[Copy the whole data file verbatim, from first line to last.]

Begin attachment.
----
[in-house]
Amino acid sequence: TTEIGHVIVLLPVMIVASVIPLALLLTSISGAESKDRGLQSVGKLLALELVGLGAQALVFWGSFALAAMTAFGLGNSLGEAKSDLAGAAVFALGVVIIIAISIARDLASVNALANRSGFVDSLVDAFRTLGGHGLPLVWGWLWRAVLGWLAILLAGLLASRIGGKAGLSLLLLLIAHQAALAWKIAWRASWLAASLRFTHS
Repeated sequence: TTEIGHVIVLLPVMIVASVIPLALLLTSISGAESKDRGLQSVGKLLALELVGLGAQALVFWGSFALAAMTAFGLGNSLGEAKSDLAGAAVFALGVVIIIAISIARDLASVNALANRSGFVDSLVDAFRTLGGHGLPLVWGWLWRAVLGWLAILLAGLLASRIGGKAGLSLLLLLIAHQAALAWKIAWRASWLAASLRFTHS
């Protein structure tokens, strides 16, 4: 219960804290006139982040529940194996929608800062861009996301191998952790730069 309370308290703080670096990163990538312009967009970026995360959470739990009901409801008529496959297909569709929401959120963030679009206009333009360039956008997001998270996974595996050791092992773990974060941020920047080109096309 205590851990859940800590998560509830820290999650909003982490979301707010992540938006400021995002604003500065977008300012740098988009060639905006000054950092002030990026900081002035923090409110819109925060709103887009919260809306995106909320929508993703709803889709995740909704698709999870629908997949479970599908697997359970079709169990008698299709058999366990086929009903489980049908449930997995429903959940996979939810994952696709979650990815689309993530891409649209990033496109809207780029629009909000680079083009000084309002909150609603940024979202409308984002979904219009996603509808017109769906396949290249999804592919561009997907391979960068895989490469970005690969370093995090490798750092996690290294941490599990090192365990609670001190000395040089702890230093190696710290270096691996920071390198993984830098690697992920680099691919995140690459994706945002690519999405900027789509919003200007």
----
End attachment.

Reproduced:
[in-house]
Amino acid sequence: TTEIGHVIVLLPVMIVASVIPLALLLTSISGAESKDRGLQSVGKLLALELVGLGAQALVFWGSFALAAMTAFGLGNSLGEAKSDLAGAAVFALGVVIIIAISIARDLASVNALANRSGFVDSLVDAFRTLGGHGLPLVWGWLWRAVLGWLAILLAGLLASRIGGKAGLSLLLLLIAHQAALAWKIAWRASWLAASLRFTHS
Repeated sequence: TTEIGHVIVLLPVMIVASVIPLALLLTSISGAESKDRGLQSVGKLLALELVGLGAQALVFWGSFALAAMTAFGLGNSLGEAKSDLAGAAVFALGVVIIIAISIARDLASVNALANRSGFVDSLVDAFRTLGGHGLPLVWGWLWRAVLGWLAILLAGLLASRIGGKAGLSLLLLLIAHQAALAWKIAWRASWLAASLRFTHS
């Protein structure tokens, strides 16, 4: 219960804290006139982040529940194996929608800062861009996301191998952790730069 309370308290703080670096990163990538312009967009970026995360959470739990009901409801008529496959297909569709929401959120963030679009206009333009360039956008997001998270996974595996050791092992773990974060941020920047080109096309 205590851990859940800590998560509830820290999650909003982490979301707010992540938006400021995002604003500065977008300012740098988009060639905006000054950092002030990026900081002035923090409110819109925060709103887009919260809306995106909320929508993703709803889709995740909704698709999870629908997949479970599908697997359970079709169990008698299709058999366990086929009903489980049908449930997995429903959940996979939810994952696709979650990815689309993530891409649209990033496109809207780029629009909000680079083009000084309002909150609603940024979202409308984002979904219009996603509808017109769906396949290249999804592919561009997907391979960068895989490469970005690969370093995090490798750092996690290294941490599990090192365990609670001190000395040089702890230093190696710290270096691996920071390198993984830098690697992920680099691919995140690459994706945002690519999405900027789509919003200007």